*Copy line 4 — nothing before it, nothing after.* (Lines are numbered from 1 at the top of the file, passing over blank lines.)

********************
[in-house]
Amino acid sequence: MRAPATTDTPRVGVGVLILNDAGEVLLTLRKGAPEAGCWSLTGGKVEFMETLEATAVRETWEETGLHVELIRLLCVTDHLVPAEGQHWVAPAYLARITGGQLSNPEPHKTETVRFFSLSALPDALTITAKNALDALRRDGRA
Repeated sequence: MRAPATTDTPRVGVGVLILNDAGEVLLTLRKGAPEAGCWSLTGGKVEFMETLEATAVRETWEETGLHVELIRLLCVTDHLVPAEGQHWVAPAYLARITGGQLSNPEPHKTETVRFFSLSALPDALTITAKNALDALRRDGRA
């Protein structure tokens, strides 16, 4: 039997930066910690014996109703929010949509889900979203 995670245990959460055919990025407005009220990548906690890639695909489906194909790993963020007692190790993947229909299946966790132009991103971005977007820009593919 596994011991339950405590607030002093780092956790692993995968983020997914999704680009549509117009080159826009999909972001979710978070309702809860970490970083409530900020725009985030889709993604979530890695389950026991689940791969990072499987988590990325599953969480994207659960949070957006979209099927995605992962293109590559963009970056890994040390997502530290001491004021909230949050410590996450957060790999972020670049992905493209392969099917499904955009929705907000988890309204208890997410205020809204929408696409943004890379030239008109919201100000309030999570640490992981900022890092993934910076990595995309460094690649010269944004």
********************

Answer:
């Protein structure tokens, strides 16, 4: 039997930066910690014996109703929010949509889900979203 995670245990959460055919990025407005009220990548906690890639695909489906194909790993963020007692190790993947229909299946966790132009991103971005977007820009593919 596994011991339950405590607030002093780092956790692993995968983020997914999704680009549509117009080159826009999909972001979710978070309702809860970490970083409530900020725009985030889709993604979530890695389950026991689940791969990072499987988590990325599953969480994207659960949070957006979209099927995605992962293109590559963009970056890994040390997502530290001491004021909230949050410590996450957060790999972020670049992905493209392969099917499904955009929705907000988890309204208890997410205020809204929408696409943004890379030239008109919201100000309030999570640490992981900022890092993934910076990595995309460094690649010269944004």